Owen and I got married at the register office in Cardiff. We took a flat near the University, a tiny bedsit. I felt very cosmopolitan, living in the capital city, and only a little bit homesick for Swansea. Then Owen came home one night and asked me what I thought about going into space. I laughed because I thought he must be joking, but he wasn’t: They’d offered him a position in a new terraforming colony on G851.5.32 and of course he wanted to go. I was frightened, but it’s not the kind of opportunity you can say no to, is it? And it was only for ten years; afterward we could come back to a full pension. Fame and fortune, he said. I did like the thought of telling my friends. Oooh, hello Emma, how have you been? Yes, it has been quite some time, hasn’t it? You’ve moved to Mumbles Road, have you? That’s nice. We moved to an exoplanet eighteen light-years away. Oh well, we’re back now, of course . . .
That was back when I thought we’d return to Wales one day.
The water here is nothing like the salty sea of home. It’s acidic and eats into the flesh. I shouldn’t even be this close to the shore, in case the spray splashes across and burns me. Everything about G851.5.32 is toxic; I’ve been here so long, even I am.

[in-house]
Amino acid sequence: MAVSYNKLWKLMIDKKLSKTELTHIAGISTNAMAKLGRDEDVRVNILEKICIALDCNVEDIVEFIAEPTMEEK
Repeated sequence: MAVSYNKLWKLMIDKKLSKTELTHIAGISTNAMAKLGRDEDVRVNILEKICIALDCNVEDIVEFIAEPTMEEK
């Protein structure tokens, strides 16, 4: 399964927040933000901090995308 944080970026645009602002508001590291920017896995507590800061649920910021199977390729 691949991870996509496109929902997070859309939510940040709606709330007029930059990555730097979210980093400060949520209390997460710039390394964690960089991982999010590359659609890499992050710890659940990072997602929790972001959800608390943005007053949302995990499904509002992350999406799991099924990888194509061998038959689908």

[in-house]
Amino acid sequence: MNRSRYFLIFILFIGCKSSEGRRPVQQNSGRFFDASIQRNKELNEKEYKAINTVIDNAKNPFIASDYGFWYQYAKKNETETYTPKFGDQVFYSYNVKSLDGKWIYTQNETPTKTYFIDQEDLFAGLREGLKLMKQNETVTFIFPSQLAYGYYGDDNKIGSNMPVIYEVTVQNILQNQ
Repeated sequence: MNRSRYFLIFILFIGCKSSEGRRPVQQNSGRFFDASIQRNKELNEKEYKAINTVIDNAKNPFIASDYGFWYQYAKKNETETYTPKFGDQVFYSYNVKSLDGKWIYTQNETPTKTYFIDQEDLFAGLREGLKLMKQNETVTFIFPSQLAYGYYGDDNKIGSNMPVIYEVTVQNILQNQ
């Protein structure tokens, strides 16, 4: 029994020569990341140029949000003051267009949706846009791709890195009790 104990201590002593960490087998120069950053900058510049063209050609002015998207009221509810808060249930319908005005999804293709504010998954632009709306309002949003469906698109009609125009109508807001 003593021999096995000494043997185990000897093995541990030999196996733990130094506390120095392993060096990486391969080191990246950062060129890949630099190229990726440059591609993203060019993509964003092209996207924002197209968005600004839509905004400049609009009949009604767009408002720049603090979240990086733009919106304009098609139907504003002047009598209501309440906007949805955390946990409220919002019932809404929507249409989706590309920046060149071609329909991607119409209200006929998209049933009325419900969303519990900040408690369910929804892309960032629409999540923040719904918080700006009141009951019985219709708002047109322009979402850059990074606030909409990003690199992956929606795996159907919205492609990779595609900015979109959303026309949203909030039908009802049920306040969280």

Megan was born after we’d been here five years. My best friend Jeanine (my only friend) was present for the birth. Owen started off holding my hand, but he couldn’t stand to see me in such pain. In the end, he paced outside until Jeanine went out to tell him that it was all over, that he was the father of a baby girl.
“She looks so fragile,” he said. “I’m afraid to touch her in case she breaks.” It’s true: Megan was a tiny little thing, ice-blue eyes peering at everything, curious.
I worried about her growing up in the colony dome; it was such a sterile environment. “Children need to get muddy,” I said. “They need to be able to explore and get out from under everyone’s feet and just burn up energy.”
“She’ll be running down the sandbars of Swansea Bay before long,” he promised, tickling under her chin. She stared back at him with a serious face.
When she was a baby, I sang Suo Gân to her, the Welsh lullaby. As she got older, I made her laugh with songs about a world she’d never seen: “Oranges and Lemons,” “The Bishop of Bangor’s Jig,” “Sweet Molly Malone.” I told her stories about day-to-day life in Swansea: the covered market, the sandy beach of the bay, Blackpill Lido, the rain. These were as fantastical to her as gold spun from straw.